Neutral metacommunity clustering and SAR: River basin vs. 2-D landscape biodiversity patterns

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Abstract

Moving from the analysis of the spatial distribution of fishes and big/small trees of the Mississippi Missouri River System, I evidenced and modeled with a neutral metacommunity model the power-law exceedence probability of the cluster-size of species and the species-area relationship (SAR). The slopes of the power-law distribution of the cluster-size P(CS≥c) and of the SAR vary for each taxa and life-stages underlying different spatial organization. A clear relationship exists between the slope z of the SAR and the slope ε{lunate} of P(CS≥c), that is dependent on the ecosystem topology and shape, and on the dispersal kernel function. The heterogeneity of the environmental features leads to the formation of smaller clusters than in the ideal homogeneous scenario. P(CS≥cs) declines to an exponential distribution in dispersal-limited scenarios for which the effect of the environmental heterogeneities is stronger, the probability distribution of the local and pairwise species richness similarity is a lognormal function and the occupancy-rank is concave upward. The clustering of species has been studied on other real and artificial river networks and on 2-D non-fragmented landscapes. River networks have smaller clusters than 2-D landscapes for the same ecological dispersal scenario however the range in which P(CS≥c) holds is larger. The higher the elongation of the ecosystem the bigger the LSR, and the smaller the mean cluster-size. River networks due to the larger link-diameter than 2-D landscapes with the same domain are potentially more robust ecosystems, for example against invasion of invasive/exotic species and pathogens. The ecological ratio between the mean dispersal parameter and the average diameter is introduced as useful tool to compare biodiversity patterns. The influence of the dendritic structure of the river network has been reinforced. Nonetheless P(CS≥c), is found not invariant across different scales, and coarse-graining levels of the ecosystems. The study enhances the robustness of the stochastic birth-depth process in shaping biodiversity patterns, however I underline the strong influence of the dispersal parameter in the assemblage of species. The understanding of the relative influence of exogenous and endogenous variables is important to detect climatic and anthropic effects on the cluster-size distribution of species.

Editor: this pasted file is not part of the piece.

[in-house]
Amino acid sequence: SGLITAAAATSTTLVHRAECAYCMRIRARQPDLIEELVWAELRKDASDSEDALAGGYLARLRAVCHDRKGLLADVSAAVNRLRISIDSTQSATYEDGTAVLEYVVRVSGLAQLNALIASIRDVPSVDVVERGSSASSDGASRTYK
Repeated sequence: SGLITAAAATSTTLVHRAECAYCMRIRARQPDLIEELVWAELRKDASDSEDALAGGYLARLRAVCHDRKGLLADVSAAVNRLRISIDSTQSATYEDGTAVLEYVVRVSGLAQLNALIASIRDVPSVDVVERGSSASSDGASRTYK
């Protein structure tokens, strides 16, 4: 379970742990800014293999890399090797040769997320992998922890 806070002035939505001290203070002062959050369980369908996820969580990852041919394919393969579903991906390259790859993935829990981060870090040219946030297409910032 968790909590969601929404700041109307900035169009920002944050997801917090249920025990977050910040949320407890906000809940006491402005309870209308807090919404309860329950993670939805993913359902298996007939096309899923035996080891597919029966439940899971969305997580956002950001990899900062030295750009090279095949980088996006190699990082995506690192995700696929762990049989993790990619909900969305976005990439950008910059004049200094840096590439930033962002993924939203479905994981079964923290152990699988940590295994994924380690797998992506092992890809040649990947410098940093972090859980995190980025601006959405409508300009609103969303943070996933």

Original languageEnglish (US)
Pages (from-to)1863-1879
Number of pages17
JournalEcological Modelling
Volume222
Issue number11
DOIs
StatePublished - Jun 10 2011

Keywords

  • Biodiversity
  • Dispersal
  • Fishes
  • Mississippi-Missouri River System
  • Neutral metacommunity model
  • Species Clustering
  • Trees

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